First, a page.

Report: Lebanese “brain drain” has cost the country $30 billion
The Lebanese economy has suffered $30 billion in losses over the past 25 years due to the “brain drain” phenomenon, said Professor Anis Abi Farah from Beirut’s Université Libanaise to An Nahar.
Brain drain refers to the emigration of highly educated workers from developing countries to developed countries. According to Farah, Lebanon’s population totaled 3.472 million in 2001 and the number of Lebanese living abroad totaled 9.45 million during the same year.
According to the Arab Human Development Report 2003, excessive oil dependence and the accelerating emigration of educated professionals is having a damaging impact on the Arab World’s knowledge base. Oil dependency encourages spending and acquisition, providing little incentive to stimulate local investment and production.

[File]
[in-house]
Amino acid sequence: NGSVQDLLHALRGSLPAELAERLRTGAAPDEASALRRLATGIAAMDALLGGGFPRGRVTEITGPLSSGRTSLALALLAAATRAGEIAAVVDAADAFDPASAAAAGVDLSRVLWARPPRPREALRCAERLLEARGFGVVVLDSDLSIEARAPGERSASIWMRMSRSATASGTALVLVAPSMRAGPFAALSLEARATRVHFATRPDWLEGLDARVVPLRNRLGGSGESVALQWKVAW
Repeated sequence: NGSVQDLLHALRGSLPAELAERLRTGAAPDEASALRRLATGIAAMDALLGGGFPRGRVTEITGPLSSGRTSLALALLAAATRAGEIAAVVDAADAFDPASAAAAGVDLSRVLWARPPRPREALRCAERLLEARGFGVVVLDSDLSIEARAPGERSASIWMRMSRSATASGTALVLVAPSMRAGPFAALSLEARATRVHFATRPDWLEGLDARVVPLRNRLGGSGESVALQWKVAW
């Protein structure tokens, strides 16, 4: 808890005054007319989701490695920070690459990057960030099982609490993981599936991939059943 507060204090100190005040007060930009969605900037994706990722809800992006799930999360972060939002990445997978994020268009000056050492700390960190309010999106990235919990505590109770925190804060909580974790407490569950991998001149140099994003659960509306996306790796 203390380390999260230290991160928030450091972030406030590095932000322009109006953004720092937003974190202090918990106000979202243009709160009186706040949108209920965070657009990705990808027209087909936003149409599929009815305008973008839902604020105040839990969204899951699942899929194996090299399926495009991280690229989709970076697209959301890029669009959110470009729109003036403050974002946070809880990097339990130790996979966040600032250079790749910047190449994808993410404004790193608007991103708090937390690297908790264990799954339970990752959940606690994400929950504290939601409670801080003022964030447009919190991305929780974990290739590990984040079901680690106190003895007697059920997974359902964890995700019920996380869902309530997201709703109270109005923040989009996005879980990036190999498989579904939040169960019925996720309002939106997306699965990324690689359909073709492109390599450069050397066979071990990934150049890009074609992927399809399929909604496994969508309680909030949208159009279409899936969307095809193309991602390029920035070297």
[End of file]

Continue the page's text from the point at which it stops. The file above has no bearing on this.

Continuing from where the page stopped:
Major factors for brain drain in developing countries are lack of employment opportunities, salary differentials, disparity between professional competence acquired through education, job dissatisfaction, cumbersome employment procedures and abrasive institutional settings.
This ever-persistent trend has deprived developing countries of the expertise of thousands of their most talented people at a time when their skills are desperately needed. This phenomenon reduces the quantity and quality of human capital available to countries working towards sustainable development. — (menareport.com)
© 2004 Mena Report (www.menareport.com)